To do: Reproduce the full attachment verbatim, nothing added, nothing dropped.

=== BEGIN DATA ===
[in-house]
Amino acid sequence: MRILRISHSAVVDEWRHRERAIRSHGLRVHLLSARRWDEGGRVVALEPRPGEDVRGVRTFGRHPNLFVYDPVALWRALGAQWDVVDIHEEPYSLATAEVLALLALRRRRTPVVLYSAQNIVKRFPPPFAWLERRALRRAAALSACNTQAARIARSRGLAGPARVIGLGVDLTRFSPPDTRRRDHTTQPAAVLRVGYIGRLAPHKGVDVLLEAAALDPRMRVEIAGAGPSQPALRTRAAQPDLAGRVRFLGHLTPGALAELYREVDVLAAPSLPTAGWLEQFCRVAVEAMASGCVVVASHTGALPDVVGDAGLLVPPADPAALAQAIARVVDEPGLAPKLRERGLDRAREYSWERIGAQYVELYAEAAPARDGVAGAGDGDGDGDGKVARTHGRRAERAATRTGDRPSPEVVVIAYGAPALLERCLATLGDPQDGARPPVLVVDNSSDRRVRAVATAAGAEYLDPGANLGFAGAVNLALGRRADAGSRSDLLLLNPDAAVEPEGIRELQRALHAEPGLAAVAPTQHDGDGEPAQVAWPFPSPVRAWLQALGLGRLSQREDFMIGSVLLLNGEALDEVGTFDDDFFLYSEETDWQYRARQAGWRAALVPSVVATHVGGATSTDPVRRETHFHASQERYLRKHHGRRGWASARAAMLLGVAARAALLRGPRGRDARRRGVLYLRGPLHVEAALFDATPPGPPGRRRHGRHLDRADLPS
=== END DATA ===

[in-house]
Amino acid sequence: MRILRISHSAVVDEWRHRERAIRSHGLRVHLLSARRWDEGGRVVALEPRPGEDVRGVRTFGRHPNLFVYDPVALWRALGAQWDVVDIHEEPYSLATAEVLALLALRRRRTPVVLYSAQNIVKRFPPPFAWLERRALRRAAALSACNTQAARIARSRGLAGPARVIGLGVDLTRFSPPDTRRRDHTTQPAAVLRVGYIGRLAPHKGVDVLLEAAALDPRMRVEIAGAGPSQPALRTRAAQPDLAGRVRFLGHLTPGALAELYREVDVLAAPSLPTAGWLEQFCRVAVEAMASGCVVVASHTGALPDVVGDAGLLVPPADPAALAQAIARVVDEPGLAPKLRERGLDRAREYSWERIGAQYVELYAEAAPARDGVAGAGDGDGDGDGKVARTHGRRAERAATRTGDRPSPEVVVIAYGAPALLERCLATLGDPQDGARPPVLVVDNSSDRRVRAVATAAGAEYLDPGANLGFAGAVNLALGRRADAGSRSDLLLLNPDAAVEPEGIRELQRALHAEPGLAAVAPTQHDGDGEPAQVAWPFPSPVRAWLQALGLGRLSQREDFMIGSVLLLNGEALDEVGTFDDDFFLYSEETDWQYRARQAGWRAALVPSVVATHVGGATSTDPVRRETHFHASQERYLRKHHGRRGWASARAAMLLGVAARAALLRGPRGRDARRRGVLYLRGPLHVEAALFDATPPGPPGRRRHGRHLDRADLPS